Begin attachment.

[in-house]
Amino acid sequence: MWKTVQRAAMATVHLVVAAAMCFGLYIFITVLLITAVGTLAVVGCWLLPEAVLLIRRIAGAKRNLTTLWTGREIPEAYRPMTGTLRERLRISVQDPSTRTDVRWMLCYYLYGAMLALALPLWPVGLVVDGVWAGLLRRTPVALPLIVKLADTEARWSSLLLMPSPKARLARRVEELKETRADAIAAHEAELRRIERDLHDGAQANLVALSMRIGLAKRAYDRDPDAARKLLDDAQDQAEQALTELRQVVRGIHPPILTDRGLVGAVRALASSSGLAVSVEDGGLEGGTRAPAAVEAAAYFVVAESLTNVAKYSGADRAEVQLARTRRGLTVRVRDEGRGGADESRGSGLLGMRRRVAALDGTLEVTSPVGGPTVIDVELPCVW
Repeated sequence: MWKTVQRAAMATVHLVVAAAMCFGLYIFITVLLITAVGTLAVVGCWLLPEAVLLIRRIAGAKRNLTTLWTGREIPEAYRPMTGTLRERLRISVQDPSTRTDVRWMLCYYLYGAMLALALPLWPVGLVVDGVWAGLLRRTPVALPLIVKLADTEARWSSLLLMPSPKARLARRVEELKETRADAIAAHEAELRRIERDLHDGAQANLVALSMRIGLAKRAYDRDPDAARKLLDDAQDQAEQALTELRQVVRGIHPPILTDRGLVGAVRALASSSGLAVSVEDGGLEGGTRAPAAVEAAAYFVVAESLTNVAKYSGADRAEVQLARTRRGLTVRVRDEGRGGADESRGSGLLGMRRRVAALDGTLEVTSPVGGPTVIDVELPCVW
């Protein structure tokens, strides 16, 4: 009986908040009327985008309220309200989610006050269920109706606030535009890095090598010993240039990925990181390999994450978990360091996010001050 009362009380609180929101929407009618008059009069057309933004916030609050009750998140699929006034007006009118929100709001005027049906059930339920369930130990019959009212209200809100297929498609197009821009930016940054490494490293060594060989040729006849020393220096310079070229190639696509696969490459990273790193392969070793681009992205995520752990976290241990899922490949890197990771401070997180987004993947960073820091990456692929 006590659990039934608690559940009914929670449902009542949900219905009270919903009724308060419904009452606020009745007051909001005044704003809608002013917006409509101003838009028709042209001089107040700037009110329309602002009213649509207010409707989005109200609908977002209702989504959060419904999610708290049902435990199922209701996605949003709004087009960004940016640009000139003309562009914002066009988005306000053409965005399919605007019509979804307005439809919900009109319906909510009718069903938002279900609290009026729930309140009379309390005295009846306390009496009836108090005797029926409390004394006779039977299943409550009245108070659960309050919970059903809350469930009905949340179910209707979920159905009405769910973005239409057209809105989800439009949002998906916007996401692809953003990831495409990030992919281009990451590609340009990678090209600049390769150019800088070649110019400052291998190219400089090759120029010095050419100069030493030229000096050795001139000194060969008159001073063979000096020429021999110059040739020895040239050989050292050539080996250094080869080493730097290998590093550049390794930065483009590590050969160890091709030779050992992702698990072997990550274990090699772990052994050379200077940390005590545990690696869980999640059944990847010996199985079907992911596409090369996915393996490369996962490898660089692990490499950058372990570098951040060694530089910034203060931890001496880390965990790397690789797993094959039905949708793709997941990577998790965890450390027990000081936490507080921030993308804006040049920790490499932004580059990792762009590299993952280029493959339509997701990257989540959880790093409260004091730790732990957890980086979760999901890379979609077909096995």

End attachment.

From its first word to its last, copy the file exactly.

[in-house]
Amino acid sequence: MWKTVQRAAMATVHLVVAAAMCFGLYIFITVLLITAVGTLAVVGCWLLPEAVLLIRRIAGAKRNLTTLWTGREIPEAYRPMTGTLRERLRISVQDPSTRTDVRWMLCYYLYGAMLALALPLWPVGLVVDGVWAGLLRRTPVALPLIVKLADTEARWSSLLLMPSPKARLARRVEELKETRADAIAAHEAELRRIERDLHDGAQANLVALSMRIGLAKRAYDRDPDAARKLLDDAQDQAEQALTELRQVVRGIHPPILTDRGLVGAVRALASSSGLAVSVEDGGLEGGTRAPAAVEAAAYFVVAESLTNVAKYSGADRAEVQLARTRRGLTVRVRDEGRGGADESRGSGLLGMRRRVAALDGTLEVTSPVGGPTVIDVELPCVW
Repeated sequence: MWKTVQRAAMATVHLVVAAAMCFGLYIFITVLLITAVGTLAVVGCWLLPEAVLLIRRIAGAKRNLTTLWTGREIPEAYRPMTGTLRERLRISVQDPSTRTDVRWMLCYYLYGAMLALALPLWPVGLVVDGVWAGLLRRTPVALPLIVKLADTEARWSSLLLMPSPKARLARRVEELKETRADAIAAHEAELRRIERDLHDGAQANLVALSMRIGLAKRAYDRDPDAARKLLDDAQDQAEQALTELRQVVRGIHPPILTDRGLVGAVRALASSSGLAVSVEDGGLEGGTRAPAAVEAAAYFVVAESLTNVAKYSGADRAEVQLARTRRGLTVRVRDEGRGGADESRGSGLLGMRRRVAALDGTLEVTSPVGGPTVIDVELPCVW
């Protein structure tokens, strides 16, 4: 009986908040009327985008309220309200989610006050269920109706606030535009890095090598010993240039990925990181390999994450978990360091996010001050 009362009380609180929101929407009618008059009069057309933004916030609050009750998140699929006034007006009118929100709001005027049906059930339920369930130990019959009212209200809100297929498609197009821009930016940054490494490293060594060989040729006849020393220096310079070229190639696509696969490459990273790193392969070793681009992205995520752990976290241990899922490949890197990771401070997180987004993947960073820091990456692929 006590659990039934608690559940009914929670449902009542949900219905009270919903009724308060419904009452606020009745007051909001005044704003809608002013917006409509101003838009028709042209001089107040700037009110329309602002009213649509207010409707989005109200609908977002209702989504959060419904999610708290049902435990199922209701996605949003709004087009960004940016640009000139003309562009914002066009988005306000053409965005399919605007019509979804307005439809919900009109319906909510009718069903938002279900609290009026729930309140009379309390005295009846306390009496009836108090005797029926409390004394006779039977299943409550009245108070659960309050919970059903809350469930009905949340179910209707979920159905009405769910973005239409057209809105989800439009949002998906916007996401692809953003990831495409990030992919281009990451590609340009990678090209600049390769150019800088070649110019400052291998190219400089090759120029010095050419100069030493030229000096050795001139000194060969008159001073063979000096020429021999110059040739020895040239050989050292050539080996250094080869080493730097290998590093550049390794930065483009590590050969160890091709030779050992992702698990072997990550274990090699772990052994050379200077940390005590545990690696869980999640059944990847010996199985079907992911596409090369996915393996490369996962490898660089692990490499950058372990570098951040060694530089910034203060931890001496880390965990790397690789797993094959039905949708793709997941990577998790965890450390027990000081936490507080921030993308804006040049920790490499932004580059990792762009590299993952280029493959339509997701990257989540959880790093409260004091730790732990957890980086979760999901890379979609077909096995």